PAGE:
In the early church, donations of bread and wine were made by the laity to be consecrated in the eucharistic service, and the term “offertory” came also to mean the prayers said by the priest during this part of the Liturgy.

In his epistle to the Corinthians, Saint Clement of Rome (fl. c. 90-100) wrote, “It behoves us to do all things in [their proper] order, which the Lord has commanded us to perform at stated times. He has enjoined offerings [to be presented] and service to be performed [to Him]. . . . Those, therefore, who present their offerings at the appointed times, are accepted and blessed.”

According to the APOSTOLIC TRADITION (Hippolytus, 1934, 20.10), those who were to be baptized and confirmed were required to bring their oblations to be offered at the Easter Communion following their baptism. Al-SAFI IBN made reference to the preparation of oblations either from the church’s own provisions or from donations made by the faithful, with the proviso that they should not be accepted from blasphemers, adulterers, or other wrongdoers and lawbreakers, quoting Solomon’s proverb that a wicked man’s sacrifice is abominable to the Lord.

Although this practice has been discontinued in modern times, and churches now prepare their own eucharistic bread, the Coptic liturgy still preserves this tradition in its prayers. Thus, in the morning offering of incense the priest says, “We pray and entreat Thy goodness, O Thou, Lover-of-Man. Remember, O Lord, the sacrifices, the oblations, and the thanksgiving of all those that have offered them, unto the honor and glory of Thy holy name.”

The responds, “Pray for them who attend to the sacrifices, the oblations . . . that Christ our God may reward them in the heavenly Jerusalem, and forgive us our sins.” Also, after choosing the most perfect of the loaves offered to be the Lamb in the Liturgy, the priest says, “Remember, O Lord, those who offered unto Thee these oblations, them for whom they were offered and by whom they were offered. Give them all their heavenly recompense.” The deacon responds, “Pray for these holy and honored offerings, our sacrifices and those who offered them.” A similar prayer is said by the priest on two further occasions: once, inaudibly, while the Arabic Gospel is being read by the deacon, and again toward the end of the minor intercessions. Furthermore, there is the Prayer of Oblation, inaudibly said by the priest following the Prayer of Thanksgiving and prior to the of the Minister: “We pray and entreat Thy goodness, O Lover-of-man, [pointing to the bread] cause Thy face to shine upon this bread, and [pointing to the chalice] upon this cup, which we have placed on this priestly table [pointing to the altar], which is Thine.”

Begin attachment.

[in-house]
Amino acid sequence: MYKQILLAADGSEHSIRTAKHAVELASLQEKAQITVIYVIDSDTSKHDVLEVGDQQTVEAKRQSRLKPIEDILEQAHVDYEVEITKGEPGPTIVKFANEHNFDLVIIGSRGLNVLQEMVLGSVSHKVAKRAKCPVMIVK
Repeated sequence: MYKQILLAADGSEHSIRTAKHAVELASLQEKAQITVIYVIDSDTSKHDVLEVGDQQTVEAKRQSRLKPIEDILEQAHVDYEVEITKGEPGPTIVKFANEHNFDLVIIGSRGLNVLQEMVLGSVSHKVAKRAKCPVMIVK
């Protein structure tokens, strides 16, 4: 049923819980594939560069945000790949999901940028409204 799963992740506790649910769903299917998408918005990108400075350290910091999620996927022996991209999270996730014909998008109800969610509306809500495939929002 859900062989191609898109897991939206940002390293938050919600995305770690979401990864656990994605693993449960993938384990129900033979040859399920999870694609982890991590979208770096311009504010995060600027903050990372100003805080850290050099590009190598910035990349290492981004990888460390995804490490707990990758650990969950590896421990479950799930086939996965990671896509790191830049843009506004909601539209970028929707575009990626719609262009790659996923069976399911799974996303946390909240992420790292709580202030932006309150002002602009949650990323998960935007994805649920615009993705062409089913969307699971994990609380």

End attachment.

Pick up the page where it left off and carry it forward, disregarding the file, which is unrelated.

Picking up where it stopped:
The offertory is a vehicle for a total sharing with Christ and a means of entering into full communion with Him. Such consummate union could not find better or more poignant expression than the words of Saint Ignatius, bishop of Antioch (c. 35-107), when he was faced with imminent martyrdom. “I beseech you not to show an unseasonable good-will towards me. Suffer me to become food for the beasts, through whose instrumentality it will be granted me to attain to God. I am the of God, and am ground by the teeth of the beasts. . . . Entreat Christ for me, that by these instruments I may be found a sacrifice to God” (1956, p. 75).


  • Jungmann, J. A. The Early Liturgy. London, 1960.
  • Malati, T. Y. Christ in the Eucharist, Vol. 5, pp. 268-75. Alexandria, 1973.
  • Safi ibn al-‘Assal, al-. Kitab al-Qawanin. Repr. Cairo, 1927.